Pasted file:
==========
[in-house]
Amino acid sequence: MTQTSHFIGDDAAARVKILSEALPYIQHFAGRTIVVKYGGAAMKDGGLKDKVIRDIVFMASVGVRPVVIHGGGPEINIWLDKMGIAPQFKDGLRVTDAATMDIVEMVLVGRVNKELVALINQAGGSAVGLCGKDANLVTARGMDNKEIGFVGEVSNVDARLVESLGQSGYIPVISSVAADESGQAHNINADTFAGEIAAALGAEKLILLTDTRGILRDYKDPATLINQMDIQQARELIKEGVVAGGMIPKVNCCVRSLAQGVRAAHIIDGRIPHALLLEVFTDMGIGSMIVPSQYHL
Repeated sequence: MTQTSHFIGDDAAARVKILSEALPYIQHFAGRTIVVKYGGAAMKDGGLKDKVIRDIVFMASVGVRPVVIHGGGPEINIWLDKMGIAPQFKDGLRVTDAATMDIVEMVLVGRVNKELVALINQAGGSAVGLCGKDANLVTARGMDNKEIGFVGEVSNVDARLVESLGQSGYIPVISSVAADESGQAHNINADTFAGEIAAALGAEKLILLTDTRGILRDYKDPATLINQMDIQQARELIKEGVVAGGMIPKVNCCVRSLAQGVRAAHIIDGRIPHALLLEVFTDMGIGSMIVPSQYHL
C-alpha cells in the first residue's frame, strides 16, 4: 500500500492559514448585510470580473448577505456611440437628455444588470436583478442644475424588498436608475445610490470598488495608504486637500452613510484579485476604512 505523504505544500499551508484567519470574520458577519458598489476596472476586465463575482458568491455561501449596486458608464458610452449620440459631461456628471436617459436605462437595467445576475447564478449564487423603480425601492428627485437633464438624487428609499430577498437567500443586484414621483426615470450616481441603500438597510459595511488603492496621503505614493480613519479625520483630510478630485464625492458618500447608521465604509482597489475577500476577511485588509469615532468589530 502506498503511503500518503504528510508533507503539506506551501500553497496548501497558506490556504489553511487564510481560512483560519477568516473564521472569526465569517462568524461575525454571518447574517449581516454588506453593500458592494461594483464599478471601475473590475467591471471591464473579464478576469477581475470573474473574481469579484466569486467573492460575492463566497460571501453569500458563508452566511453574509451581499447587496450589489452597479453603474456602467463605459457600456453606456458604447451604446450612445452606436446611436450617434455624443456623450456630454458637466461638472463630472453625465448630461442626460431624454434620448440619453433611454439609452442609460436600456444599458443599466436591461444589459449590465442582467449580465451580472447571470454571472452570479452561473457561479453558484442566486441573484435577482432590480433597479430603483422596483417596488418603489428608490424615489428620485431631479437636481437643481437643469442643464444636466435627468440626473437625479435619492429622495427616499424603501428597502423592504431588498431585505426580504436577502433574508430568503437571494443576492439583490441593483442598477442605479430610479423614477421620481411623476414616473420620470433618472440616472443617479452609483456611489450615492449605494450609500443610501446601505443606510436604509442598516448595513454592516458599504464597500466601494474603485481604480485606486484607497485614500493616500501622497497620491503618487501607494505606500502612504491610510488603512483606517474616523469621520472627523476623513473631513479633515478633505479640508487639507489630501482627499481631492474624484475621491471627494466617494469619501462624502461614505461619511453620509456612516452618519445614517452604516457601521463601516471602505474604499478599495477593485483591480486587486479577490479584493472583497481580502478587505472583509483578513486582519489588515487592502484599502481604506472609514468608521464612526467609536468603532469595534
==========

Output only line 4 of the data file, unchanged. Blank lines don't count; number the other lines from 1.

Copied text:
C-alpha cells in the first residue's frame, strides 16, 4: 500500500492559514448585510470580473448577505456611440437628455444588470436583478442644475424588498436608475445610490470598488495608504486637500452613510484579485476604512 505523504505544500499551508484567519470574520458577519458598489476596472476586465463575482458568491455561501449596486458608464458610452449620440459631461456628471436617459436605462437595467445576475447564478449564487423603480425601492428627485437633464438624487428609499430577498437567500443586484414621483426615470450616481441603500438597510459595511488603492496621503505614493480613519479625520483630510478630485464625492458618500447608521465604509482597489475577500476577511485588509469615532468589530 502506498503511503500518503504528510508533507503539506506551501500553497496548501497558506490556504489553511487564510481560512483560519477568516473564521472569526465569517462568524461575525454571518447574517449581516454588506453593500458592494461594483464599478471601475473590475467591471471591464473579464478576469477581475470573474473574481469579484466569486467573492460575492463566497460571501453569500458563508452566511453574509451581499447587496450589489452597479453603474456602467463605459457600456453606456458604447451604446450612445452606436446611436450617434455624443456623450456630454458637466461638472463630472453625465448630461442626460431624454434620448440619453433611454439609452442609460436600456444599458443599466436591461444589459449590465442582467449580465451580472447571470454571472452570479452561473457561479453558484442566486441573484435577482432590480433597479430603483422596483417596488418603489428608490424615489428620485431631479437636481437643481437643469442643464444636466435627468440626473437625479435619492429622495427616499424603501428597502423592504431588498431585505426580504436577502433574508430568503437571494443576492439583490441593483442598477442605479430610479423614477421620481411623476414616473420620470433618472440616472443617479452609483456611489450615492449605494450609500443610501446601505443606510436604509442598516448595513454592516458599504464597500466601494474603485481604480485606486484607497485614500493616500501622497497620491503618487501607494505606500502612504491610510488603512483606517474616523469621520472627523476623513473631513479633515478633505479640508487639507489630501482627499481631492474624484475621491471627494466617494469619501462624502461614505461619511453620509456612516452618519445614517452604516457601521463601516471602505474604499478599495477593485483591480486587486479577490479584493472583497481580502478587505472583509483578513486582519489588515487592502484599502481604506472609514468608521464612526467609536468603532469595534